Custom anomalies allow your team the most versatility when detecting unusual behavior in your system. Not only are they flexible and dynamic, custom anomalies provide your team with the ability to alert on any entity or signal and to adjust and optimize your thresholds. Custom anomalies are built using the same advanced tuning settings as static alerting so you can ensure your team sees only incidents that are important to you.
You can also enrich your custom anomaly detection configuration with additional metadata to provide further context and add custom incident descriptions that can provide additional instructions to your on-call engineers.
You can create custom anomalies thresholds from an alert condition. Here are some tips for setting anomaly thresholds:
- Set the anomaly direction to monitor incidents that happen either above or below the anomaly.
- Use the slider bar to adjust the Critical threshold sensitivity, represented in the preview chart by the light gray area around the anomaly. The tighter the band around the anomaly, the more sensitive it is and the more incidents it will generate.
- You can create a Warning threshold (the darker gray area around the anomaly).
Follow these steps to create your custom anomaly:
Go to one.newrelic.com > All capabilities > Alerts & AI and select Alerts conditions (policies) in the left navigation panel.
Click + New alert condition.
Define your signal and click Next.
Adjust the signal behavior and click Next.
Click the Try anomaly thresholds link.
After selecting 'anomaly' as your threshold type, you'll need to configure the settings for one or more thresholds. Anomaly detection makes a prediction on what the next data point will be based on prior activity. The threshold value for custom anomaly detection is the number of standard deviations your signal value is away from the value that was predicted.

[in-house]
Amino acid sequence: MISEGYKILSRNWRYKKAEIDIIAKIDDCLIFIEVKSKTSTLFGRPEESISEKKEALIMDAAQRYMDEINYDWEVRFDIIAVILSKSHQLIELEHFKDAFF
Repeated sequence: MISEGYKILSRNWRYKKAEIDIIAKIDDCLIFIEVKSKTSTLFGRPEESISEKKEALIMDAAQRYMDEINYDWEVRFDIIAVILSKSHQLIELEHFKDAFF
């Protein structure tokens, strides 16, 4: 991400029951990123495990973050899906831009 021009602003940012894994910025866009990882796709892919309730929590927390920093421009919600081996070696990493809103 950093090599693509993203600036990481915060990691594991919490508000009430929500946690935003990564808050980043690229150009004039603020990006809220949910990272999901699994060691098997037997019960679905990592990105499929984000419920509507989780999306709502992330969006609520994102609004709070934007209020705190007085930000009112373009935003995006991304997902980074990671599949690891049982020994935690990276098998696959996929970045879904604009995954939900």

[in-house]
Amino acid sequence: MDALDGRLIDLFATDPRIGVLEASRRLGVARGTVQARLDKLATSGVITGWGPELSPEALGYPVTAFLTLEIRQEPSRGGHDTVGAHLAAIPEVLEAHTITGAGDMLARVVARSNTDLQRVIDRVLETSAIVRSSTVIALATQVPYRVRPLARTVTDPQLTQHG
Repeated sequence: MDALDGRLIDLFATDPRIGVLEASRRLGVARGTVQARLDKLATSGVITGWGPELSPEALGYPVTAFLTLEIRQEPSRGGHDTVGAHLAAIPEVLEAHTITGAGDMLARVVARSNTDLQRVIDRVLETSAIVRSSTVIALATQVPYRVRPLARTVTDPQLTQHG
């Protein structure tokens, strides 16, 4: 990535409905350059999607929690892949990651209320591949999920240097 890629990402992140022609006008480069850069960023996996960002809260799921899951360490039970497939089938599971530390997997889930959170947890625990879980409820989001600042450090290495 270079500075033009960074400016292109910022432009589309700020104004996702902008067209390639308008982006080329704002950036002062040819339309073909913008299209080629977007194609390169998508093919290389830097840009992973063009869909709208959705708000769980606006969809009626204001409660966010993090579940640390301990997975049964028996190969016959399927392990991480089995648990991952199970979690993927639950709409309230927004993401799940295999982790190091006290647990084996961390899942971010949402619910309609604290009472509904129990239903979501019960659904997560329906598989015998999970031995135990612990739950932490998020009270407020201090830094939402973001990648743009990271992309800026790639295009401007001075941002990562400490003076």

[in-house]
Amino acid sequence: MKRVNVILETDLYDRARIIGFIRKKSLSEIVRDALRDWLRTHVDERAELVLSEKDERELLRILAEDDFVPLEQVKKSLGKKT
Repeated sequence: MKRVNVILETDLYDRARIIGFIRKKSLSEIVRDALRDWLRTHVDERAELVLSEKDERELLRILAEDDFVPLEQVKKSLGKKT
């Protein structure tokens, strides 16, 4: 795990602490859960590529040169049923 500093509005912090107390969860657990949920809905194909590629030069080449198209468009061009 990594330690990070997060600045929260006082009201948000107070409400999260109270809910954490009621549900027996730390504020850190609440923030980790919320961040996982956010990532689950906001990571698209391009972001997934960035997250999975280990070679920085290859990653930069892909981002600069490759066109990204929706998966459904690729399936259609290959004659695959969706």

To configure the threshold, you'll need to:
Set the 'threshold direction' to either upper, lower, or both. This means that we'll only create an incident if the signal value (the output of the query) is above the predicted value, below the predicted value, or either, respectively.
This field dictates how many of the data points during a specified time period must be outside of the threshold. The options are for at least and at least once in. Selecting for at least means that ALL of your signal's data points must be outside of the threshold for the specified time period before an incident is opened. The inverse must be true to close the incident. The at least once in option simply means that as soon as any of your signal's data points are outside of the threshold, an incident will open. With this option, the time duration is not relevant for determining when to open an incident. However, it's relevant for closing incidents. All of your signal's data points must be within the threshold for the specified period of time
Set the 'threshold duration'. Think of this as how long the signal value must remain outside the threshold before an incident is opened. Conversely, it's also how long a signal must be within the threshold for an incident to be closed.